While RYDE is providing charters for it’s other shuttle service from farther away cities, the PopeBus will be a slightly more modest ride, as befitting a Pope named after St. Francis of Assisi: yellow school buses. RYDE has reserved 100 school buses from Frist Student, a school bus supplier, with the option to add more if needed.
Most pick-up locations will offer two pickup times per day of the visit, using the same bus. That means the second pickup time depends on a bus making it to the designated SEPTA station and then returning in a short window. Aube admitted there would be some risk of delays for the later buses.
“There are no guarantees,” Aube said.
If traffic is really bad, there is a risk that the last SEPTA trains from those stations to the Francis Festival Grounds will have left. SEPTA’s regional rail lines will only run into the city until 12 noon over the papal visit weekend, and then will start running return trips at 5:30 p.m.
For example: PopeBus currently has a shuttle leaving the Dover Annex Park and Ride in Toms River, NJ at 6:45 a.m., and then returning for a scheduled 9 a.m. pickup. Those buses will drop off passengers at Levittown. That trip takes an estimated 1 hour and 6 minutes according to Google Maps. Assuming 10 minutes to make the drop off in Levittown, the second trip would not be able to leave Toms River until 9:05 a.m.
That alone would leave ample time most days to get to Levittown by noon. But that same hour-long trip has often taken this reporter two hours to make when traffic fails to cooperate. If traffic adds just 15 minutes to the one hour and six minute estimate, that second train would miss the 12 noon cutoff by ten minutes.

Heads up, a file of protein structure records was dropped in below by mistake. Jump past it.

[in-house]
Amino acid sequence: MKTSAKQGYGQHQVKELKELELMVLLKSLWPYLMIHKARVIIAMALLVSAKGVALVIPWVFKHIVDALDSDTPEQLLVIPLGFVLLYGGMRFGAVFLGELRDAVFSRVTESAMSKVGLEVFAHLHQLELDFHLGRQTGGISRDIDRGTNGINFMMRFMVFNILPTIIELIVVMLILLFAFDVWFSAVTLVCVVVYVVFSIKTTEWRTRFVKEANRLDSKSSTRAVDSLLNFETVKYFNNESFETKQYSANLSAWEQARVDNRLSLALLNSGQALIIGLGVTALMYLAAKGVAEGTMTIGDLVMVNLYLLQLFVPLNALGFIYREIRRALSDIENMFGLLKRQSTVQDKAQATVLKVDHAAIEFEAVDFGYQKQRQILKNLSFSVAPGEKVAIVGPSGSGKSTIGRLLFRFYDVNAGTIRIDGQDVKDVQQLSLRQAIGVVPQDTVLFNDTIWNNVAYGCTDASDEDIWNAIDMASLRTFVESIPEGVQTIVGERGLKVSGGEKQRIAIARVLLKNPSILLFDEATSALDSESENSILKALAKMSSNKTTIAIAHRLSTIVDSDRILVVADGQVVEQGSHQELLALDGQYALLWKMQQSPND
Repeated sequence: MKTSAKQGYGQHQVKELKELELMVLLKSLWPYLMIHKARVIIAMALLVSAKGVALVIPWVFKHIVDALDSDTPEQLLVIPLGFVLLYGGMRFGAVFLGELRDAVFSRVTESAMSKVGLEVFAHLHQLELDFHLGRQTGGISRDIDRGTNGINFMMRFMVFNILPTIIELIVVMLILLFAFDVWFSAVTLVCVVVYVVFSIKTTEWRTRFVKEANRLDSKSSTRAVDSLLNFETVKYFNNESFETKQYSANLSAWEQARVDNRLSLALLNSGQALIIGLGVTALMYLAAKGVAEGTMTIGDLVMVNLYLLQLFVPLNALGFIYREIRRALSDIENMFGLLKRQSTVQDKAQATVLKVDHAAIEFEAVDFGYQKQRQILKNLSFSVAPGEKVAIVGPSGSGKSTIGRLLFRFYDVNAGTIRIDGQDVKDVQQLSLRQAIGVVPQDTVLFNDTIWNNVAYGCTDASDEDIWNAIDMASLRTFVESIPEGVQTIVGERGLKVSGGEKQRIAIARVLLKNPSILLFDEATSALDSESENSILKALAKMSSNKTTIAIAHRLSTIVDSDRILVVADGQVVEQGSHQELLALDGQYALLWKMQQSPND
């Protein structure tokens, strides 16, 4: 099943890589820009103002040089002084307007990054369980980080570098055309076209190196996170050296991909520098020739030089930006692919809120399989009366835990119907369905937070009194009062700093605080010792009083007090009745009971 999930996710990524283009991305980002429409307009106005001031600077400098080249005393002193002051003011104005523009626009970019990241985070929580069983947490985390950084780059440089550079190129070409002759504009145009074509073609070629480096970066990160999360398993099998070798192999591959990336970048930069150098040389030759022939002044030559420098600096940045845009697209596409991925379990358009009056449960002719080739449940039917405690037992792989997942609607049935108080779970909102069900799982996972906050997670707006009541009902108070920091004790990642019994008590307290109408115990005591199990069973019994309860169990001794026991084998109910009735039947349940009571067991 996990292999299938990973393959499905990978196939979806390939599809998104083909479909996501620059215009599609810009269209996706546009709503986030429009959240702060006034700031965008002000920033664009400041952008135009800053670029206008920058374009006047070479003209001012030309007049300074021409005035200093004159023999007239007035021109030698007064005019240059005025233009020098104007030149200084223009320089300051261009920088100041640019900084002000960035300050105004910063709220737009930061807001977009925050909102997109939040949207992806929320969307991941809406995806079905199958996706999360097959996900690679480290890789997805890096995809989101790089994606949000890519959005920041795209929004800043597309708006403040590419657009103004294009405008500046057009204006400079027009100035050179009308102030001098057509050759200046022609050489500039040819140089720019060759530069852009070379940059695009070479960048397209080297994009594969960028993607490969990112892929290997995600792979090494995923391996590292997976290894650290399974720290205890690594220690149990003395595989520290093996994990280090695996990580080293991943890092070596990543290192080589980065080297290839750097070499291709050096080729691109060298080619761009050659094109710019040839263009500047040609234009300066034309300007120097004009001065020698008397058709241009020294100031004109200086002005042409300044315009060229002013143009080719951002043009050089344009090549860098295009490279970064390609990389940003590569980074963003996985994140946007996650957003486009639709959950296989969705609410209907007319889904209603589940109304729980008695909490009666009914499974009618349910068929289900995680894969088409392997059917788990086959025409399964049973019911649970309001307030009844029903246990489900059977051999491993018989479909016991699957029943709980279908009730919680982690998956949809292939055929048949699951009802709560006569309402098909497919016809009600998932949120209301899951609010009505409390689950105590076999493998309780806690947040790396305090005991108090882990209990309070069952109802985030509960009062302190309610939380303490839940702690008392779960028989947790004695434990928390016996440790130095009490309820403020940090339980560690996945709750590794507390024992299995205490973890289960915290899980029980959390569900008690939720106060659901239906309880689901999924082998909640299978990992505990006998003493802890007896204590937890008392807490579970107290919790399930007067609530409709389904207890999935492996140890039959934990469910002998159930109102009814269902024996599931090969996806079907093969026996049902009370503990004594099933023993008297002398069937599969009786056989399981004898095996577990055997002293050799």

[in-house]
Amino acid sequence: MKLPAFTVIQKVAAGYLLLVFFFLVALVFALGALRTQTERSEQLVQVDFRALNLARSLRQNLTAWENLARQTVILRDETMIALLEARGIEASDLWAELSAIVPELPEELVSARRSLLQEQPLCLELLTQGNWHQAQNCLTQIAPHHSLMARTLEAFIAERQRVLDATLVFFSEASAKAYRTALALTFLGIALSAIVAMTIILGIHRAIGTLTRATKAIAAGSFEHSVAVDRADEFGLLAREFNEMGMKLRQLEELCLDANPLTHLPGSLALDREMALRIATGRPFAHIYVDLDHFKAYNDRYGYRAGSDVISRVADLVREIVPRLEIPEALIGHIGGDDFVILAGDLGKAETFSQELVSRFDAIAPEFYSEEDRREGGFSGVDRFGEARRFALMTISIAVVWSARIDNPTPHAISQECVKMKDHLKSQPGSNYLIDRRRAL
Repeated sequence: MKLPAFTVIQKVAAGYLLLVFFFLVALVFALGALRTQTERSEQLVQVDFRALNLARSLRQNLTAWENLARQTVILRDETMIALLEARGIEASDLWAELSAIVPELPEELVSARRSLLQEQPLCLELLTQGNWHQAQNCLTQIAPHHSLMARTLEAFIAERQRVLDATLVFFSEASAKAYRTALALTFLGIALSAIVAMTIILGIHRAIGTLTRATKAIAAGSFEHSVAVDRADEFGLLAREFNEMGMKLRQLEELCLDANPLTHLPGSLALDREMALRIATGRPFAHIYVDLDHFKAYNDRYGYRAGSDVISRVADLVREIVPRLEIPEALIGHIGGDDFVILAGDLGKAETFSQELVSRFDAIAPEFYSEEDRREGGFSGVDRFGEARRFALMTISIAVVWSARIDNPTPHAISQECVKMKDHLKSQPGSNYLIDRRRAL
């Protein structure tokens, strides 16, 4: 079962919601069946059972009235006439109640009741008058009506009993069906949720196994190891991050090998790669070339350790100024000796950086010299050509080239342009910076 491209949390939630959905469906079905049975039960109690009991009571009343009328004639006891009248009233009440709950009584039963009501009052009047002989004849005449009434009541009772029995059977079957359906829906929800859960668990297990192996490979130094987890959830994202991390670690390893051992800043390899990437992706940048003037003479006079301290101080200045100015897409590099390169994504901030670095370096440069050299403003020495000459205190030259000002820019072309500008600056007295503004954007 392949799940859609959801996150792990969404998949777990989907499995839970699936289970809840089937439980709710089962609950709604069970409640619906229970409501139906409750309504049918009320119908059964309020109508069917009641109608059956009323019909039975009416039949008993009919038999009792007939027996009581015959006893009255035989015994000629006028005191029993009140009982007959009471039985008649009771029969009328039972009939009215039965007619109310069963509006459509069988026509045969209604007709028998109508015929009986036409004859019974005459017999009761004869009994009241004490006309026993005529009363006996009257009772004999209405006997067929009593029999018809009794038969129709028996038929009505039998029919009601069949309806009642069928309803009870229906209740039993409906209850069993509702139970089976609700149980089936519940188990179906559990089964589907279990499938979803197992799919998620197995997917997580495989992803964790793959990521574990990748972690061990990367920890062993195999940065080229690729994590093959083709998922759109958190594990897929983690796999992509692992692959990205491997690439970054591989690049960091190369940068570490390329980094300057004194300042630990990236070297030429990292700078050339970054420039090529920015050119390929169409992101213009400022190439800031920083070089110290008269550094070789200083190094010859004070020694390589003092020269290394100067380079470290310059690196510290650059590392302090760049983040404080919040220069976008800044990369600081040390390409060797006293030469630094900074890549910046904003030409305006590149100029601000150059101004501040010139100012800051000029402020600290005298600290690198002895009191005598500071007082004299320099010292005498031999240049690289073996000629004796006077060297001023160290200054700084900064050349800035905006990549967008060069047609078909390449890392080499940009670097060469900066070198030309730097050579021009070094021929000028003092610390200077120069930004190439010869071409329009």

In response to PlanPhilly’s concerns, Aube said that his team at RYDE will reassess the time estimates and adjust departures as needed. He also noted that the company will have extra buses waiting to fill in should bad traffic makes a second trip by the original bus untenable. “We will have GPS on the buses, [and] if it’s not moving [fast enough], we can access another bus,” said Aube.
And what if a later bus still shows up late? Williams said SEPTA “will compare the number of people boarding trains to the number of passes sold and adjust the schedule slightly to make sure we’ve gotten most of the people.”
“But if a bus does not arrive during that period of time, we will have to follow the schedule as planned,” she said, adding that she hopes the PopeBus pickup schedules would provide ample time to ensure passengers can catch their trains.
This announcement comes days after SEPTA said it would keep more stations open on its Market Frankford and Broad Street Lines in the hopes of encouraging ridership. That move itself came after a change of tone among city officials, who went from ominous warnings of arduous walks and security measures to gleeful promises of an awe-inspiring time. While some outside experts still predict the papal visit will bring huge, happy crowds, concerns that a burdensome security plan and poor communication strategies might scare off visitors and residents alike remain.